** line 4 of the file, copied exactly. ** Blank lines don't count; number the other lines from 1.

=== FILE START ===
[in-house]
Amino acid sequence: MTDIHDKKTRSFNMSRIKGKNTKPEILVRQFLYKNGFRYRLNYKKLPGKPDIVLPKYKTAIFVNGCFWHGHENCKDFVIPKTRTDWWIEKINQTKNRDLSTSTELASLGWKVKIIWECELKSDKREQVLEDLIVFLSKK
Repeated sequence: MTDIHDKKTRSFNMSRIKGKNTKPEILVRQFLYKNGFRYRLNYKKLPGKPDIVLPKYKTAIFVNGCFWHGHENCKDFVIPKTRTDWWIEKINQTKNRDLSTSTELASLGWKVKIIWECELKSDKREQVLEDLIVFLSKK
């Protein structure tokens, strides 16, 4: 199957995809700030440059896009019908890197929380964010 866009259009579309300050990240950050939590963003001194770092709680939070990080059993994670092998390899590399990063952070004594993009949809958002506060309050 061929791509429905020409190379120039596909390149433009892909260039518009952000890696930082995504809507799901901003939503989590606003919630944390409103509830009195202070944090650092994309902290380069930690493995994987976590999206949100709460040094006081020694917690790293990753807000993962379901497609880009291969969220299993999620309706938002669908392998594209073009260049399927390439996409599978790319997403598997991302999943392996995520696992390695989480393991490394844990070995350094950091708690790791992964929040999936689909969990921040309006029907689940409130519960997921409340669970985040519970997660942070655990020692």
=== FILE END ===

């Protein structure tokens, strides 16, 4: 199957995809700030440059896009019908890197929380964010 866009259009579309300050990240950050939590963003001194770092709680939070990080059993994670092998390899590399990063952070004594993009949809958002506060309050 061929791509429905020409190379120039596909390149433009892909260039518009952000890696930082995504809507799901901003939503989590606003919630944390409103509830009195202070944090650092994309902290380069930690493995994987976590999206949100709460040094006081020694917690790293990753807000993962379901497609880009291969969220299993999620309706938002669908392998594209073009260049399927390439996409599978790319997403598997991302999943392996995520696992390695989480393991490394844990070995350094950091708690790791992964929040999936689909969990921040309006029907689940409130519960997921409340669970985040519970997660942070655990020692």